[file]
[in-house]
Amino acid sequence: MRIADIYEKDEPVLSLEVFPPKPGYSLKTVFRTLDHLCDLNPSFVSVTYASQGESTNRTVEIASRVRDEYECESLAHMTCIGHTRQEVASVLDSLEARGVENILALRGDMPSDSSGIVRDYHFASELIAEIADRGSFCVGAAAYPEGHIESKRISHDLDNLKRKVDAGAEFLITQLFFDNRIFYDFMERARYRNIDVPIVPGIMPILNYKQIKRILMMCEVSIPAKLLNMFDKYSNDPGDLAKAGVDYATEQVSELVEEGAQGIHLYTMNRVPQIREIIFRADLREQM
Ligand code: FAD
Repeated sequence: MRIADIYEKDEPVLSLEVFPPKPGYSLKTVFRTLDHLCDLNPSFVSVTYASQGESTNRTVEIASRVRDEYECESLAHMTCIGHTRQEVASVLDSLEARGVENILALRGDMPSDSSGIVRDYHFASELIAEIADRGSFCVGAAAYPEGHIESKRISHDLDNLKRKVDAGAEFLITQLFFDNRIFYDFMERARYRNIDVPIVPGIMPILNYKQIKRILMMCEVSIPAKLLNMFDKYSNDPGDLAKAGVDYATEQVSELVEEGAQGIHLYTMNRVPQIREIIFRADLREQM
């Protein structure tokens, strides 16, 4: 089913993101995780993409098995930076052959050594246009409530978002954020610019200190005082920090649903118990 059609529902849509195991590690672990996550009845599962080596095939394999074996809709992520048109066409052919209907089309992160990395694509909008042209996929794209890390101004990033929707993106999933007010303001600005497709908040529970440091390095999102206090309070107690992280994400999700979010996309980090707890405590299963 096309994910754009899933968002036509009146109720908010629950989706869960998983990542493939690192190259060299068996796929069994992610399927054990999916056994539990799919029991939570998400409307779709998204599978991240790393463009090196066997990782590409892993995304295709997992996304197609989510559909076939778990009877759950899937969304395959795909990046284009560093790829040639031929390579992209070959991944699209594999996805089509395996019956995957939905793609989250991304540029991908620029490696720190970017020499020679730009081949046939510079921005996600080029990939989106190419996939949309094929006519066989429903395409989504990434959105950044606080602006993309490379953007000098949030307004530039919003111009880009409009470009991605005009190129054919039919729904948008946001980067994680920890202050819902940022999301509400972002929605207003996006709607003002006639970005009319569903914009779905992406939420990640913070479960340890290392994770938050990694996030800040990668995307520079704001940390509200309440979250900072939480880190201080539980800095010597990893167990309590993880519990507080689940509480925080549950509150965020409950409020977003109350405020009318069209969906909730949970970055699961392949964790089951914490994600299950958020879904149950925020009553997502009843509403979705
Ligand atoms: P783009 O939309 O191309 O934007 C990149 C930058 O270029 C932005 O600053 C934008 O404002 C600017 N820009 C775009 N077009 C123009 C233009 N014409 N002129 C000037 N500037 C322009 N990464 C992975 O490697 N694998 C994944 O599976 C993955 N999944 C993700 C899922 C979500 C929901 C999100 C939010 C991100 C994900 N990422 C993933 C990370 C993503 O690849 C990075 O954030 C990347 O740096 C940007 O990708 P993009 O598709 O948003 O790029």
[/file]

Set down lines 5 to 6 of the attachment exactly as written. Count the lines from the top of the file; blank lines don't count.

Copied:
């Protein structure tokens, strides 16, 4: 089913993101995780993409098995930076052959050594246009409530978002954020610019200190005082920090649903118990 059609529902849509195991590690672990996550009845599962080596095939394999074996809709992520048109066409052919209907089309992160990395694509909008042209996929794209890390101004990033929707993106999933007010303001600005497709908040529970440091390095999102206090309070107690992280994400999700979010996309980090707890405590299963 096309994910754009899933968002036509009146109720908010629950989706869960998983990542493939690192190259060299068996796929069994992610399927054990999916056994539990799919029991939570998400409307779709998204599978991240790393463009090196066997990782590409892993995304295709997992996304197609989510559909076939778990009877759950899937969304395959795909990046284009560093790829040639031929390579992209070959991944699209594999996805089509395996019956995957939905793609989250991304540029991908620029490696720190970017020499020679730009081949046939510079921005996600080029990939989106190419996939949309094929006519066989429903395409989504990434959105950044606080602006993309490379953007000098949030307004530039919003111009880009409009470009991605005009190129054919039919729904948008946001980067994680920890202050819902940022999301509400972002929605207003996006709607003002006639970005009319569903914009779905992406939420990640913070479960340890290392994770938050990694996030800040990668995307520079704001940390509200309440979250900072939480880190201080539980800095010597990893167990309590993880519990507080689940509480925080549950509150965020409950409020977003109350405020009318069209969906909730949970970055699961392949964790089951914490994600299950958020879904149950925020009553997502009843509403979705
Ligand atoms: P783009 O939309 O191309 O934007 C990149 C930058 O270029 C932005 O600053 C934008 O404002 C600017 N820009 C775009 N077009 C123009 C233009 N014409 N002129 C000037 N500037 C322009 N990464 C992975 O490697 N694998 C994944 O599976 C993955 N999944 C993700 C899922 C979500 C929901 C999100 C939010 C991100 C994900 N990422 C993933 C990370 C993503 O690849 C990075 O954030 C990347 O740096 C940007 O990708 P993009 O598709 O948003 O790029």